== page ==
A process of Intaglio printing developed after 1513 whereby a copper plate is heated and covered with a film of wax. As it hardens it forms a Ground over the surface of the plate, which is impervious to acid.

The artist then exposes the copper by drawing an image, through the wax coating, with the use of a needle. The plate is then immersed into a bath of Nitric acid which etches or bites the exposed areas of copper; the process could be repeated numerous times, with new lines being added to create variable depth or a tonal effect.

The longer the plate is exposed to the acid the deeper & broader the lines; when printed these lines will appear darker.

Graduation of tone could also be achieved by stopping out certain areas of the plate, by removing it from the acid, cleaning it and covering the exposed area to be stopped out with varnish. When reintroduced into the acid the stopped out area would cease to be bitten, but the remainder of the exposed lines would continue to be etched. A close inspection of the lines will show that they tend to have a squared end as opposed to the tapered end of an engraving.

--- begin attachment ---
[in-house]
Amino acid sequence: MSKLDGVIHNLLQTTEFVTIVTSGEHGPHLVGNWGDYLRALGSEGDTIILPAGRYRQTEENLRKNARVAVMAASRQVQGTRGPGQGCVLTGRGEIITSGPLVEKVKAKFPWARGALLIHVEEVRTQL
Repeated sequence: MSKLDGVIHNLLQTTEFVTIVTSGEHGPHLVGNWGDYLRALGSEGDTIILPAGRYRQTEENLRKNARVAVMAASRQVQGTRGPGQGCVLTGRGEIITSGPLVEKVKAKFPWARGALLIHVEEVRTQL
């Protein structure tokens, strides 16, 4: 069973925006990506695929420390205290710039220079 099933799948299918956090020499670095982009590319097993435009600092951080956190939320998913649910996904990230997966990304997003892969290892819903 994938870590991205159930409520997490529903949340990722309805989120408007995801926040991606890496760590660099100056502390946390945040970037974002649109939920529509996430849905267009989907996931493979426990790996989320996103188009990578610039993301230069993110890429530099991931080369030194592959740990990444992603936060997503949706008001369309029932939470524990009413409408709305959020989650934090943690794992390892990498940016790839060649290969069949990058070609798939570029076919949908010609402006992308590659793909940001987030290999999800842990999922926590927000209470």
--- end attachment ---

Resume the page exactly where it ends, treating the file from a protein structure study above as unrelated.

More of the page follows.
The freedom of expression in the drawing made etching a popular medium for artists.

When etched to the artists satisfaction the plate was removed from the acid, cleaned and inked. The ink could be wiped clean from all but the etched lines, or to create a richer tonal effect, a feather or cloth was employed to drag a tiny amount of ink from the etched lines to the plate surface; the effect being known as Retroussage.

Etching was frequently combined with Drypont on a plate in order to empathize particular detail.


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